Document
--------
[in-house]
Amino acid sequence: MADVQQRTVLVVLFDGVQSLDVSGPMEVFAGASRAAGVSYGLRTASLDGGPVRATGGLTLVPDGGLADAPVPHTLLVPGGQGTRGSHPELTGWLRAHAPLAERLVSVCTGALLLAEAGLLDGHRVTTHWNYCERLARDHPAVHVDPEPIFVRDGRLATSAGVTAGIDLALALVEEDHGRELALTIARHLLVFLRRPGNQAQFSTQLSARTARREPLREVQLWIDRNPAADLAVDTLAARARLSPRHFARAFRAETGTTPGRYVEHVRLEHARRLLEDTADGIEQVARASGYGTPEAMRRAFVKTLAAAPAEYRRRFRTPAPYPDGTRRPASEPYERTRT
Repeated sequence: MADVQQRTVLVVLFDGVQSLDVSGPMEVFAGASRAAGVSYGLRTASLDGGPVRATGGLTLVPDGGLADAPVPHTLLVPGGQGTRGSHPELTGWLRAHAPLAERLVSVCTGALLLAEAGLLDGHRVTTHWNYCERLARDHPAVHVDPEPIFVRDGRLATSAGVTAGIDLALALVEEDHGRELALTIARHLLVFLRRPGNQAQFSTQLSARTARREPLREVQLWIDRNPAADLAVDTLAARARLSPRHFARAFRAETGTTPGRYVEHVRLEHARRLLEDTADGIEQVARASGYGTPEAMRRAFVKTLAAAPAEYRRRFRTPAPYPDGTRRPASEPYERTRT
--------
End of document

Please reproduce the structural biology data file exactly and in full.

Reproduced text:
[in-house]
Amino acid sequence: MADVQQRTVLVVLFDGVQSLDVSGPMEVFAGASRAAGVSYGLRTASLDGGPVRATGGLTLVPDGGLADAPVPHTLLVPGGQGTRGSHPELTGWLRAHAPLAERLVSVCTGALLLAEAGLLDGHRVTTHWNYCERLARDHPAVHVDPEPIFVRDGRLATSAGVTAGIDLALALVEEDHGRELALTIARHLLVFLRRPGNQAQFSTQLSARTARREPLREVQLWIDRNPAADLAVDTLAARARLSPRHFARAFRAETGTTPGRYVEHVRLEHARRLLEDTADGIEQVARASGYGTPEAMRRAFVKTLAAAPAEYRRRFRTPAPYPDGTRRPASEPYERTRT
Repeated sequence: MADVQQRTVLVVLFDGVQSLDVSGPMEVFAGASRAAGVSYGLRTASLDGGPVRATGGLTLVPDGGLADAPVPHTLLVPGGQGTRGSHPELTGWLRAHAPLAERLVSVCTGALLLAEAGLLDGHRVTTHWNYCERLARDHPAVHVDPEPIFVRDGRLATSAGVTAGIDLALALVEEDHGRELALTIARHLLVFLRRPGNQAQFSTQLSARTARREPLREVQLWIDRNPAADLAVDTLAARARLSPRHFARAFRAETGTTPGRYVEHVRLEHARRLLEDTADGIEQVARASGYGTPEAMRRAFVKTLAAAPAEYRRRFRTPAPYPDGTRRPASEPYERTRT